Thu | Oct 19, 2017

Steve Lyston: Common sense for nation-building

Published:Monday | July 20, 2015 | 12:00 AM
We can have our own internationally broadcasted Caribbean hair competition.
... or our own internationally broadcasted Caribbean culinary competition.
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As I have mentioned in many articles, the things that are now happening globally and locally, particularly with regard to economics, crime and other social areas, cannot be solved on a natural level. There needs to be spiritual insight and vision. Vision will come through prayer and repentance. Then God will instil in the young and old the vision for nation building (Joel 1 and 2).

It is not about the political problems we see because, regardless of the party, all sides have the same mentality. So even if there is a change in the political arena, if the minds don't change and become renewed, the problem will double and the nation will continue on the same trend.

The old ways of doing business have expired. We are in an era where we have to be divinely led. Most countries, particularly the Third World nations, are ignoring their greatest assets - the people and the capacities within them! Most are focusing on other areas. Some of the problems do not require a PhD, just simple common sense.

What made the business pioneers of the previous eras so great when many of them were high-school dropouts? In fact, some had only the basic academic qualifications, but they built multi-faceted and multi-million dollar corporations or careers! They had insight and vision way ahead of their time, which still stand!

For example, in looking at Forbes' list of millionaires and billionaires, we see Sean 'Jay-Z' Carter, Carl Linder, George Foreman, Simon Cowell, Giselle Bundchen, Tim Clark, Richard Branson, and David Murdock. Interestingly, Richard Branson, who owns the Virgin Group, owns more than 200 companies in 30 countries.

All these persons are high-school dropouts. They are involved in businesses such as music, entertainment, arts and culture, acting, modelling, real estate, food, and telecommunications.

natural talents and resources

Now, all Third World countries possess natural talents and resources. If we are going to build the economy and become great, we need to build around what we possess. Our education system must be streamlined in such a way that it can benefit those who will not do well academically but can excel technically. Could it be that the nation's human resources should be managed by the financial ministry of the nation?

Within the Third World countries, what has allowed such nations to be popular are art, culture, culinary skills, entertainment, music, sports, and other natural talents. Why not begin to restore all the buildings within areas that were out of use for years and create programmes to edify men, women and children in those buildings. Engage them in arts and crafts, music, indoor sports, fashion designing, and landscaping. Begin to put on international competitions! We can have our own Wimbledon in the Caribbean. We can have our own PGA and Pebble Beach for golfers.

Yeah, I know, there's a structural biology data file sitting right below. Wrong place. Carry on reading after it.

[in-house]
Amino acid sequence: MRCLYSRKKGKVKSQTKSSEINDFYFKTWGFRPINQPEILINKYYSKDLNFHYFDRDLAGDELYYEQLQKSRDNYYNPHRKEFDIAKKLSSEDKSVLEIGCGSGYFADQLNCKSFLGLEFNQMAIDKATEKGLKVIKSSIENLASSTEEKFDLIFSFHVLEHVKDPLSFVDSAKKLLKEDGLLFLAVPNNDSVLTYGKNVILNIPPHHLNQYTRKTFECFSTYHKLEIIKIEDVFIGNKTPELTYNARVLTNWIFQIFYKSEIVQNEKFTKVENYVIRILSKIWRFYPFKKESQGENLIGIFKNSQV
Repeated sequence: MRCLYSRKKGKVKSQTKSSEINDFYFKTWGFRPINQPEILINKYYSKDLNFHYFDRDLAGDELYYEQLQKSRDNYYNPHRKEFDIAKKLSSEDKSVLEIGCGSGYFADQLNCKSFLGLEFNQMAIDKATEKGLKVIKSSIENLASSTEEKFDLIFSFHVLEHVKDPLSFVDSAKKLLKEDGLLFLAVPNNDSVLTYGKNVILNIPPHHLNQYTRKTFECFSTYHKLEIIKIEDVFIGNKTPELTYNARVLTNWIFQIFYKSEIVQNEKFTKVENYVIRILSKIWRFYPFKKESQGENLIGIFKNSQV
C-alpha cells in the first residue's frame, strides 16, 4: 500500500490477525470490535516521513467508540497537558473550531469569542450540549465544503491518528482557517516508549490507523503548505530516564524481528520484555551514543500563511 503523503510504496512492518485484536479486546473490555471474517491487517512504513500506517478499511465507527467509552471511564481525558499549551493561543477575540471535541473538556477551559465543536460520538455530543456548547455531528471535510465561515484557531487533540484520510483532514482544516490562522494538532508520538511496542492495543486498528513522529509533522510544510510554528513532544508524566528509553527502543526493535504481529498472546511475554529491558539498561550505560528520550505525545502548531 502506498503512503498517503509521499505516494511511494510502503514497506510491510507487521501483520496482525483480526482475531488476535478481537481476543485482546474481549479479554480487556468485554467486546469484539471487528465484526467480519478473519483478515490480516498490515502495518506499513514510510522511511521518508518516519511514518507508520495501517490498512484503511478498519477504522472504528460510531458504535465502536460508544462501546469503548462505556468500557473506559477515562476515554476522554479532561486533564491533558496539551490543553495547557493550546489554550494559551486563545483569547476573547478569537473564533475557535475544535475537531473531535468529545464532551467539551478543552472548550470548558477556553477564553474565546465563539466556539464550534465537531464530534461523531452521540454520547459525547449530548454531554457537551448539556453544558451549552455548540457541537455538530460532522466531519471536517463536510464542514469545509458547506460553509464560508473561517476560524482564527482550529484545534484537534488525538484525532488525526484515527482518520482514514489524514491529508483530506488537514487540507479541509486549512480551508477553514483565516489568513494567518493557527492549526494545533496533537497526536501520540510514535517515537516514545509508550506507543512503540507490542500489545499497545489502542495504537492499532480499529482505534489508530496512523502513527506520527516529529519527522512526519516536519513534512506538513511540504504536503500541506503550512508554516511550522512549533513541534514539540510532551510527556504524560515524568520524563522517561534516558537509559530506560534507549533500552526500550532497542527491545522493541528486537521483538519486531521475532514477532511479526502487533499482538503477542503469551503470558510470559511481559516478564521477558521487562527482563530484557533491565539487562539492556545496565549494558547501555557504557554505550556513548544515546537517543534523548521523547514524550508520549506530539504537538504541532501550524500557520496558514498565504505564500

We can have our own internationally broadcasted Caribbean culinary competition. We can have our own international-level hair competition and bring out the talents within the inner-city areas. Furthermore, bring down the top salon owners and operators and host international-level hair shows and give our local hairdressers, salon owners/operators and stylists the access to express and show their talents in that area - much of which I know will blow their minds.

We have and can use our climate, beaches and culinary expertise to our advantage as a part of the negotiation to bring in the international heavy hitters (who may learn a thing or two from our locals).

Give them direction

Begin to build more playing fields, community training centres, and cut down on highways and security. Some of the worse gunmen are some of the best footballers, inventors, athletes, actors, and even chefs. Give them a direction in which to channel their skills and talents and reduce crime and violence.

We need to stop blaming our security forces when the crime rates are not diminishing, when the nation has not effectively supported positive activities and programmes for directing the skills and talents that exist within the nation. When the nation fails to do this, then the people will find other outlets, and we all know that these outlets may be less than favourable. When people are hungry or desperate enough, they may succumb to negative activities in order to survive. Some may be able to withstand, but not all. So if we are going to reduce crime, we will need to create the environment that facilitate that!

- Steve Lyston is a biblical economics consultant and author of several books, including 'End Time Finance' and 'The New Millionaire'.